Friday, February 4, 2011

Another Interpretation of Payroll Numbers

There's been a lot of chatter about the new unemployment numbers. This Free Exchange post talks about some of the methodology, and why, when it's said and done, the unemployment drop is for real.

Monday, January 31, 2011

Sentences of the Day

Via Free Exchange:
Imagine a world in which technology has advanced to the point that
robots can build robots that operate at basically no cost at basically
no cost, such that people can have anything that want anytime for free;
the only constraint on consumption is the time available. That would be a
cashless economy, and as a result, debtors would be totally unable to
pay creditors. But does that matter?
Maybe we in the US are rationally accumulating debt in perfect foresight of costless robot production. That or we don't give a shit because the rapture's a-comin in 2012 and it won't matter.

A Couple of Trade-Related Links

Confused Libertarians Arguing Against Free Press?

Market Power is a pretty libertarian economics blog, if you happen to read it. Today's post seems a little confused about the difference between the micro and the macro, though.
Is internet access a right?  I'd say "no" ... Saying that someone has a right to scarce resources means
someone else has an obligation to give the same resources up without
compensation.
And yes, this is in the context of Hosni Mubarak's decision to cut off the internet for the entire country of Egypt. There is a difference between saying "internet access is a right" at the micro level of thinking the government should subsidize it for individuals who do not have it and saying that "internet access is a right" at the macro level in the sense that the government should not restrict it wholesale. In the first context it is NOT a right; in the second context it IS a right because it represents a medium for free press. Also, according to a theoretical paper by Basuchoudhary and Razzolini (2010) communication reduces splintering and conflict escalation; according to a paper by Basuchoudhary, Bang and Shughart (2011), there is empirical evidence to support this hypothesis.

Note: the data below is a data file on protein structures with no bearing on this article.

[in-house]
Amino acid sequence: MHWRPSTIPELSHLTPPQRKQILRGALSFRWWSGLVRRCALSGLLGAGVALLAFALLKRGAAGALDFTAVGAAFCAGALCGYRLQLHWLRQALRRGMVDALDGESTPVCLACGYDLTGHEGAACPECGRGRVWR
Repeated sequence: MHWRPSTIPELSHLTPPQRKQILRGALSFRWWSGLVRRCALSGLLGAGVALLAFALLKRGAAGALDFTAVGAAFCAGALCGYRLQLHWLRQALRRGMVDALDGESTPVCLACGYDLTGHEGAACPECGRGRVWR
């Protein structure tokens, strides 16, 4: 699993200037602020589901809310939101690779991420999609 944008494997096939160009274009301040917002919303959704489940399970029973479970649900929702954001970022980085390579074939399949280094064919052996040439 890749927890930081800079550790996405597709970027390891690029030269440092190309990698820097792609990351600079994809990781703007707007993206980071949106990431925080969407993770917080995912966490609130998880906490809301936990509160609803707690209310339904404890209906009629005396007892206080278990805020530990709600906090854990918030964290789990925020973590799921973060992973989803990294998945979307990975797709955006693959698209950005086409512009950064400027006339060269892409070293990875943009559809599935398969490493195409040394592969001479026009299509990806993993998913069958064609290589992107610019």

Commodity Prices

I generally don't read Krugman much anymore. This post, on commodity prices, seems reasonable. Specifically, on food prices (which some have pointed to as evidence that QE has been inflationary):
this is straightforward supply and demand. Demand may be up to some
extent because of that emerging-market boom. But if you look at the FAO reports
it becomes clear that the key thing for cereals prices is that
production is down in advanced countries, largely owing to terrible
weather.
But if it were coming from monetary pressure, it would likely be a demand-side pull rather than a cost-side push. Also, it might be temporary, since it has to do with weather (unless it is also linked to longer-term climate change).

What about those gas prices? Tyler Cowen is saying that this time it is different, and that there will probably be a change in the long-term trend in energy prices in the coming years. (Note: the long term trend in real resource prices has been negative since about the start of the 20th century.) Yglesias largely agrees. The theory is that during previous increases in price, growth in demand was led by technological innovation, which made us richer, but also better able to pull stuff out of the earth. During current price increases, growth in demand has been led by countries catching up (China and India, for example), and therefore less likely to be accompanied by adjustments on both supply side (better extraction) and demand side (enhanced efficiency). 

They may be right, especially in the short and medium run, but I'm skeptical for a few reasons. First, we've heard the Malthusian trap story before, and it's turned out to be false each time so far. Second, I'm not entirely convinced that their history is spot-on; during previous spikes there was also considerable catch-up growth in Southeast Asia (in fact, the 60s and 70s are a textbook example of "catch-up" growth for countries like Japan, South Korea, and other "Asian Tigers"). Third, prices are incentives, and thus if there is a significant increase in the real price of resources, there is likely to be a supply-side adjustment of some sort, including a shift to new sources of energy (nuclear?). Policy will also play a role in incentives (carbon tax?).